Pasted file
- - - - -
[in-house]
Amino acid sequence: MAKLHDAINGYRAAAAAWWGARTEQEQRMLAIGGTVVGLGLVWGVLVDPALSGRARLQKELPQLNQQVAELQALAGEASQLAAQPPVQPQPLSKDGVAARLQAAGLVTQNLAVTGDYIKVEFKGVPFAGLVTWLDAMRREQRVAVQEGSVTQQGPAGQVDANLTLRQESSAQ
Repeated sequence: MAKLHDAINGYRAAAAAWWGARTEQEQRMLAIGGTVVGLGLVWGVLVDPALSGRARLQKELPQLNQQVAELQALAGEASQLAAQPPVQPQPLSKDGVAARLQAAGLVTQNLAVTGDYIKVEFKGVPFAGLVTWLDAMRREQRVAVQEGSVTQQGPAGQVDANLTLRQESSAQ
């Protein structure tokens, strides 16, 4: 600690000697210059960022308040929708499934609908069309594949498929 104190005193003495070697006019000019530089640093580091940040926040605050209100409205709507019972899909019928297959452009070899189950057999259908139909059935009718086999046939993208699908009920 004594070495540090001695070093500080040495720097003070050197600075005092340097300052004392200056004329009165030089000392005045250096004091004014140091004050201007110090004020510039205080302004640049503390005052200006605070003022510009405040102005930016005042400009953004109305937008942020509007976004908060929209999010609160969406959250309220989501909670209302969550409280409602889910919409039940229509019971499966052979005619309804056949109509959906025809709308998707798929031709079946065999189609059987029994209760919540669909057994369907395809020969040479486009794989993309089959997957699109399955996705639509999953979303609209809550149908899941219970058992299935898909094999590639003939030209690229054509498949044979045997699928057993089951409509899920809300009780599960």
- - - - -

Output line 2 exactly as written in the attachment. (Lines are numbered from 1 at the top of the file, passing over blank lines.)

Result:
Amino acid sequence: MAKLHDAINGYRAAAAAWWGARTEQEQRMLAIGGTVVGLGLVWGVLVDPALSGRARLQKELPQLNQQVAELQALAGEASQLAAQPPVQPQPLSKDGVAARLQAAGLVTQNLAVTGDYIKVEFKGVPFAGLVTWLDAMRREQRVAVQEGSVTQQGPAGQVDANLTLRQESSAQ